THE UST campus may be the venue of next year’s bar examinations, following the bomb explosion last September 26 in front of the De La Salle University that crippled two law students and injured 45 people.

Chief Justice Renato Corona announced last October 4 that the bar exams will no longer be held at De La Salle on Taft Avenue after the explosion at the “salubong,” a street party which marked the end of the month-long bar exams.

Faculty of Civil Law Dean Nilo Divina said he would like UST to host the licensure exam for lawyers.

“It is certainly a welcome development. It is also very timely as it will coincide with our Quadricentennial celebration,” Divina said.

Corona said UST, Adamson University in Ermita, Manila, and the Philippine International Convention Center (PICC) in Roxas Boulevard were among the venues being considered for next year’s bar exam.

But the a body headed by Associate Justice Roberto Abad, former Civil Law dean, will have the final decision.

Divina said it would not be a problem hosting the bar examinations since there are more than enough rooms to accommodate the number of bar takers that usually reaches as much as 6,000.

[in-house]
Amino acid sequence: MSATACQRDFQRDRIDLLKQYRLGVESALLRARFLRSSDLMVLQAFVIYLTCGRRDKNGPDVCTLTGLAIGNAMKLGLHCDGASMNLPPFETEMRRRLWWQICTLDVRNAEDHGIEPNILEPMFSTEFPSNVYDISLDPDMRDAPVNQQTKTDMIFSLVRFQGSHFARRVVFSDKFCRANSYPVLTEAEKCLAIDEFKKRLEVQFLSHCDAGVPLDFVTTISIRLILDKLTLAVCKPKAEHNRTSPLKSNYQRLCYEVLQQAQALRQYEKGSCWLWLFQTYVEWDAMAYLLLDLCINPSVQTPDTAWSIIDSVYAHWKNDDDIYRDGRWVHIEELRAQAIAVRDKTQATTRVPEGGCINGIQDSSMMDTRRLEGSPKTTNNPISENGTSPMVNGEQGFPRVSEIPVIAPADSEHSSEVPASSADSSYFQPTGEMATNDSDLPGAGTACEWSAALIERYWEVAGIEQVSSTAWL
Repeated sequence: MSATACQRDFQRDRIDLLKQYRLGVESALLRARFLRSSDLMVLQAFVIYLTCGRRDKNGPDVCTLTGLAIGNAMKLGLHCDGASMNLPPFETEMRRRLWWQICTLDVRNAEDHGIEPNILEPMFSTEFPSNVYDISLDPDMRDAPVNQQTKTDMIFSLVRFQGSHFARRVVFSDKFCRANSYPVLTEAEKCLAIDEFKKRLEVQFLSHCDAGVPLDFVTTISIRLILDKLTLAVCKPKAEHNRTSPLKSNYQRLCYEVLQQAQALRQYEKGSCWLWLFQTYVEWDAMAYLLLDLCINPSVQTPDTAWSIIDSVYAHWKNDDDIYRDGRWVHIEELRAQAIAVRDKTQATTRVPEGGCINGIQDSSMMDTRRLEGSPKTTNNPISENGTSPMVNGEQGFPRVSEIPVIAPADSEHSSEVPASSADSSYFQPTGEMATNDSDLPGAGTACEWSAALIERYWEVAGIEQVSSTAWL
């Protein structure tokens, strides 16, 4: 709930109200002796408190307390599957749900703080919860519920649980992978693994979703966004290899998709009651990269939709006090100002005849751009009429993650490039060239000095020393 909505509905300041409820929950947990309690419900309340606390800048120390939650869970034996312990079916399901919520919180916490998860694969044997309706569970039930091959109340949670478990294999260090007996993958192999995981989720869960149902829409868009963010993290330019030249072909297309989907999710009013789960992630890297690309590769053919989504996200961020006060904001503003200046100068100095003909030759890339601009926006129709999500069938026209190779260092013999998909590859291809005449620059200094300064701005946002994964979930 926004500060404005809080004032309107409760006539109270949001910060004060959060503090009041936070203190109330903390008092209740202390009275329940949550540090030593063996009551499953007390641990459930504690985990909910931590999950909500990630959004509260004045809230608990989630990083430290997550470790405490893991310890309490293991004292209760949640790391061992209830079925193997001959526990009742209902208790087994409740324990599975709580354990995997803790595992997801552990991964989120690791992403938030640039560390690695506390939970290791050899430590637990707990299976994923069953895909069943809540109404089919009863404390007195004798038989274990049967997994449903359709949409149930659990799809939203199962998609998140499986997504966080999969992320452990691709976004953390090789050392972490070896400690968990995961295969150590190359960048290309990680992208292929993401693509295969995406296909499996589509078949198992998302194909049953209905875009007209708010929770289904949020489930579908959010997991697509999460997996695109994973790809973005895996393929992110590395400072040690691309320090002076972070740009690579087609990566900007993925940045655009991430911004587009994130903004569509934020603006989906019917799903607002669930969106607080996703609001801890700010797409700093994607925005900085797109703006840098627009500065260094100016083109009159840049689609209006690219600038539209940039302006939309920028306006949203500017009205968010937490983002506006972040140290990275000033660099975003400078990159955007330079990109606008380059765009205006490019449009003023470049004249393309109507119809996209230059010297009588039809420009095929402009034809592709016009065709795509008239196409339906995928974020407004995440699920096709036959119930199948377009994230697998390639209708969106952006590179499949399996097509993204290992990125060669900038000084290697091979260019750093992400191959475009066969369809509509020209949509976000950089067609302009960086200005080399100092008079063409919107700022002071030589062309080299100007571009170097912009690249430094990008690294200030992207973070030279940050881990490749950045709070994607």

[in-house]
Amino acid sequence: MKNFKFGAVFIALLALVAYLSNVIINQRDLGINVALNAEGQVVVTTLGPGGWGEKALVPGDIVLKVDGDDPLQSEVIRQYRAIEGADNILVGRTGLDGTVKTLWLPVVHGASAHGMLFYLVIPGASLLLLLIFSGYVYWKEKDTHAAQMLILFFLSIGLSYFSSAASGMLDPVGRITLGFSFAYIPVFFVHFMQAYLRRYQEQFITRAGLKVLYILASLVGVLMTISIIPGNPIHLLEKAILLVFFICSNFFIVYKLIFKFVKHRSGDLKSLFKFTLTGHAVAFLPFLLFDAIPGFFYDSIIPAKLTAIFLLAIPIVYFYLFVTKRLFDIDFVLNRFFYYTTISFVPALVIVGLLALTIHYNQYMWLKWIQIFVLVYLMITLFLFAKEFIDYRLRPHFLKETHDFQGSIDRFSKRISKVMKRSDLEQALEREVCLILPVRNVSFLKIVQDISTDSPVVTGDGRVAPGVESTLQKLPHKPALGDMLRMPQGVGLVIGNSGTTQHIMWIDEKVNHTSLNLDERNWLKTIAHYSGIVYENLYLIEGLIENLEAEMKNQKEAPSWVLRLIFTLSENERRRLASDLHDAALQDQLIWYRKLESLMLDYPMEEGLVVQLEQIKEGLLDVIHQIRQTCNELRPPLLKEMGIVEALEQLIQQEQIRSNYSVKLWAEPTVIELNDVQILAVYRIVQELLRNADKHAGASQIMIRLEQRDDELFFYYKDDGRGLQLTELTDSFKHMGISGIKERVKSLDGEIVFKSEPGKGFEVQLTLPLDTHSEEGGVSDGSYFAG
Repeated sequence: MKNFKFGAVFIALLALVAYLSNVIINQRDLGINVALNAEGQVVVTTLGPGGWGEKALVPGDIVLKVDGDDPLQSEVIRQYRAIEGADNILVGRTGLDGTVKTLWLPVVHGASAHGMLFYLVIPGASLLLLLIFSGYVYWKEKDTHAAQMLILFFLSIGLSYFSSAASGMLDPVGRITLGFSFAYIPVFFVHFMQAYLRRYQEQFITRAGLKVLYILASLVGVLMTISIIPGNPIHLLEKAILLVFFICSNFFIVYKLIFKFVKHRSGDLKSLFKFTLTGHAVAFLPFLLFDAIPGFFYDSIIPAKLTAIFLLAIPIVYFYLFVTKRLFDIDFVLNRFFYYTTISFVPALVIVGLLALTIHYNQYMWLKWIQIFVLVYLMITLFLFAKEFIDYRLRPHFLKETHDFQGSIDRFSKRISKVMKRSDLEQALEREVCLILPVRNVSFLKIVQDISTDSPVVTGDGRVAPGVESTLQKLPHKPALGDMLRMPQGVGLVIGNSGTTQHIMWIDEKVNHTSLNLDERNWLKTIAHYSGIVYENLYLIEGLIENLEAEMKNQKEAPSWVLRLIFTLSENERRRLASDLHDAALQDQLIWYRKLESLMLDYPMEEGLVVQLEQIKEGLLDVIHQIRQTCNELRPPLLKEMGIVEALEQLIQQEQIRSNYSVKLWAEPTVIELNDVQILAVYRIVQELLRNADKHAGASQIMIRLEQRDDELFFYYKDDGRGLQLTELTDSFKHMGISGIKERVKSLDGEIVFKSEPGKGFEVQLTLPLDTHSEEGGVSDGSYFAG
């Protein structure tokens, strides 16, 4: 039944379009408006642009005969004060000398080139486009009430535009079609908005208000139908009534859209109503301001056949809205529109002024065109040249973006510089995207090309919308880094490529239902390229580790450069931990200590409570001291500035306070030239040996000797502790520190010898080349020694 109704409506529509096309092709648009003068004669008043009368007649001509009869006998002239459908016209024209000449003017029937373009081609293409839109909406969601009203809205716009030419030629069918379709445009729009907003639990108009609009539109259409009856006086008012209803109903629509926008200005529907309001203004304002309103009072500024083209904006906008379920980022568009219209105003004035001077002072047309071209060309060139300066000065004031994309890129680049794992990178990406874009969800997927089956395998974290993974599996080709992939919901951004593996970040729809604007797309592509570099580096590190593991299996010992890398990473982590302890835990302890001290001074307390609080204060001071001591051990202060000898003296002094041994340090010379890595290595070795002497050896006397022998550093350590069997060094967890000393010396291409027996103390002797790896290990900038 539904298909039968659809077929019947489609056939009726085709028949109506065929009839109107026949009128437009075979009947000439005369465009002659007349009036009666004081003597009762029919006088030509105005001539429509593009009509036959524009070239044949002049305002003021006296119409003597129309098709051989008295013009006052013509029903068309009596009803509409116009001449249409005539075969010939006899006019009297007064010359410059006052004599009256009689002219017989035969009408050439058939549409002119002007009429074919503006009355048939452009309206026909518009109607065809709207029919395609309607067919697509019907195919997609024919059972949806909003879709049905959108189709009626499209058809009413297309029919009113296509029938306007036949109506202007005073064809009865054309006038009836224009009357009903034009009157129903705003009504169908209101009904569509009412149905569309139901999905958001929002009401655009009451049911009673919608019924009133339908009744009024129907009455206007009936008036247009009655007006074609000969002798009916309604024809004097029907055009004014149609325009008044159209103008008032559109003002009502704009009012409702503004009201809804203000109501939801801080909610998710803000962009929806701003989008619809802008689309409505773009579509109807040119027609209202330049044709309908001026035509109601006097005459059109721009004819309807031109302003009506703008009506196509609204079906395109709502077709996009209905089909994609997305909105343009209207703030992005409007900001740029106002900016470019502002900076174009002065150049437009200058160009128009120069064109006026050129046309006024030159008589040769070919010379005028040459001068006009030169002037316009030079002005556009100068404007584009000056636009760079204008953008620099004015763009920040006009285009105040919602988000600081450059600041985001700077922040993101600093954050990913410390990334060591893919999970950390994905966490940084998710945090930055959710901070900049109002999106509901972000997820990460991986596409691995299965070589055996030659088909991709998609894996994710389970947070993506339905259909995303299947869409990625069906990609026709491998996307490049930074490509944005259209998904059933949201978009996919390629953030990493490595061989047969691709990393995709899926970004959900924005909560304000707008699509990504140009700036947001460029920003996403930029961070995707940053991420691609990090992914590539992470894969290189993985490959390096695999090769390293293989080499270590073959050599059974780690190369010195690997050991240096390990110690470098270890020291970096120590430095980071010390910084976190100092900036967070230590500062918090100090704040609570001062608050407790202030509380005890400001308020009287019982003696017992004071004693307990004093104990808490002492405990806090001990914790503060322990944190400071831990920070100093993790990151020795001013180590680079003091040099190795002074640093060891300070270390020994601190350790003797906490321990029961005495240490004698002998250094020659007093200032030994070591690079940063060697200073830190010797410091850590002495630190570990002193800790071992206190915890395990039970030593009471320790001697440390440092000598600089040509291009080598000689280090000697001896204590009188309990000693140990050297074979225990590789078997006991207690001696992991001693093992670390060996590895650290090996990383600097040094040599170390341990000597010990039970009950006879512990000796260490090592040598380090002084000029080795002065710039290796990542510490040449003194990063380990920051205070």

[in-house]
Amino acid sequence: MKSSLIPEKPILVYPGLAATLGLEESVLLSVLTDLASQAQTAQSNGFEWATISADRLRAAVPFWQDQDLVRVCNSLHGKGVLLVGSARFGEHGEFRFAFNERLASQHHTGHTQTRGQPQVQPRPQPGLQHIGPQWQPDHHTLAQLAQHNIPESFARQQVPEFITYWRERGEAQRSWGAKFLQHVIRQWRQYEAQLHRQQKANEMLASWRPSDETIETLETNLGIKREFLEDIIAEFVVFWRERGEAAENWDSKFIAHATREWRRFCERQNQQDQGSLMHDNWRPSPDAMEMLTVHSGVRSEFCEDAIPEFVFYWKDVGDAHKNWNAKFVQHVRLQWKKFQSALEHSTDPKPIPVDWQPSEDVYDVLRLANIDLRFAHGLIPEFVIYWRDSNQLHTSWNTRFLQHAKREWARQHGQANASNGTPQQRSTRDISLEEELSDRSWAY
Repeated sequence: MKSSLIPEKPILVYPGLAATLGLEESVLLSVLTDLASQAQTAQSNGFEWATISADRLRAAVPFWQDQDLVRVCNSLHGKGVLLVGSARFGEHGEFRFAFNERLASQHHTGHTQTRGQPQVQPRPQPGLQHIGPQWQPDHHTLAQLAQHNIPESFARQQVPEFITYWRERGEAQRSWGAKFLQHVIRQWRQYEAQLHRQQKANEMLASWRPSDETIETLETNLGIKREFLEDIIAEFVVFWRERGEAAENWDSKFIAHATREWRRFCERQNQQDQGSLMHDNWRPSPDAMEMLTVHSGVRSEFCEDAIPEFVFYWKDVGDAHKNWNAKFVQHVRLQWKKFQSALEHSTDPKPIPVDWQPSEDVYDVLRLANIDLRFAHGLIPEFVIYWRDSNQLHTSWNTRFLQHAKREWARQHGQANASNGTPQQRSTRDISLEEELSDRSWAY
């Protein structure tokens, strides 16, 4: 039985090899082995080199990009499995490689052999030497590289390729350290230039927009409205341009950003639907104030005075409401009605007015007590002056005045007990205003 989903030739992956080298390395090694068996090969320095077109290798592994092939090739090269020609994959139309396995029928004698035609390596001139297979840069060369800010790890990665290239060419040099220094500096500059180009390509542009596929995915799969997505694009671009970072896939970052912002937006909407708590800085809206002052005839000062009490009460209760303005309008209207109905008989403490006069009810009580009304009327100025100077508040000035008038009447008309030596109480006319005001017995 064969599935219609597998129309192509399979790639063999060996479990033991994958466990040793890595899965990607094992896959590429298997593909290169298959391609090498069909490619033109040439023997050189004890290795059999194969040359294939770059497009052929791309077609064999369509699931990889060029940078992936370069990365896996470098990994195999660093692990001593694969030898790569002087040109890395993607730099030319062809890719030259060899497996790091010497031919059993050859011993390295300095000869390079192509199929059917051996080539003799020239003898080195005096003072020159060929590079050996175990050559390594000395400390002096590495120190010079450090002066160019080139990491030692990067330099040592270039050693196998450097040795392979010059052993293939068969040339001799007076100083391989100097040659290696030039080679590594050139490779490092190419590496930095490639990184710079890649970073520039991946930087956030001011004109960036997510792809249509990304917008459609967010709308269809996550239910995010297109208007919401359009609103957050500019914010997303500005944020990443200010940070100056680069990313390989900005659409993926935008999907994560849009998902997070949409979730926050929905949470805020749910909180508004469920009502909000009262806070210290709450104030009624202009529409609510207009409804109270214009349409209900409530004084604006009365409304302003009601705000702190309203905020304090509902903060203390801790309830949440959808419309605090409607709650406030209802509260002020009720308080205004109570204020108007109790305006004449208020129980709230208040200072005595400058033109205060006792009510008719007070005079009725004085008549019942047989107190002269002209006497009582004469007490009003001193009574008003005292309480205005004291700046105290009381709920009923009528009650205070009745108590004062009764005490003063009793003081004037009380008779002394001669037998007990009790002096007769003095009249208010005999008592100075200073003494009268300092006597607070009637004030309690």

Thomasian law graduates said they were “fortunate” to have avoided the blast.

Moises Acayan, who was taking his exam when the explosion occurred, said the UST bar examinees were supposed to go out to the gate where the explosion happened but they instead waited for each other to finish the legal ethics subject.

“We waited for one another so we were fortunate that no one was injured, if not, the candidates could have been one of the many casualties,” he said.

Ask what is only needed

Meanwhile, Civil Law condemned the bombing and launched a fund-raising campaign for the victims of the blast.

“The Faculty of Civil Law strongly condemns such senseless act of violence. Hence we will hold a fund-raising drive for the benefit of all the victims of the September 26 bombing,” Divina said in a statement.

Civil Law professor Edwin Rey Sandoval said the bombing was “really bad.”

“I believe may kinalaman siya sa frat war. Hindi tama ‘yun, dinamay pa ‘yung iba. It’s a much-awaited affair tapos sisirain nila,” Sandoval said.

Freshmen law student Kristine Jane Liu said all that happened was just a case of “law students’ arrogance.”

“Law students have the tendency to be arrogant and mayabang, they think they can get away with what they want that is why such violence could happen among law students,” Liu said.

Police said a member of a fraternity may have thrown a grenade at a rival group during the closing of the 2010 bar exam.

Raissa Laurel, a law student from San Sebastian College, lost both her legs while another law student who refused to be identified by the media needed to have one of her legs amputated. Justinne Chynna V. Garcia and Darenn G. Rodriguez



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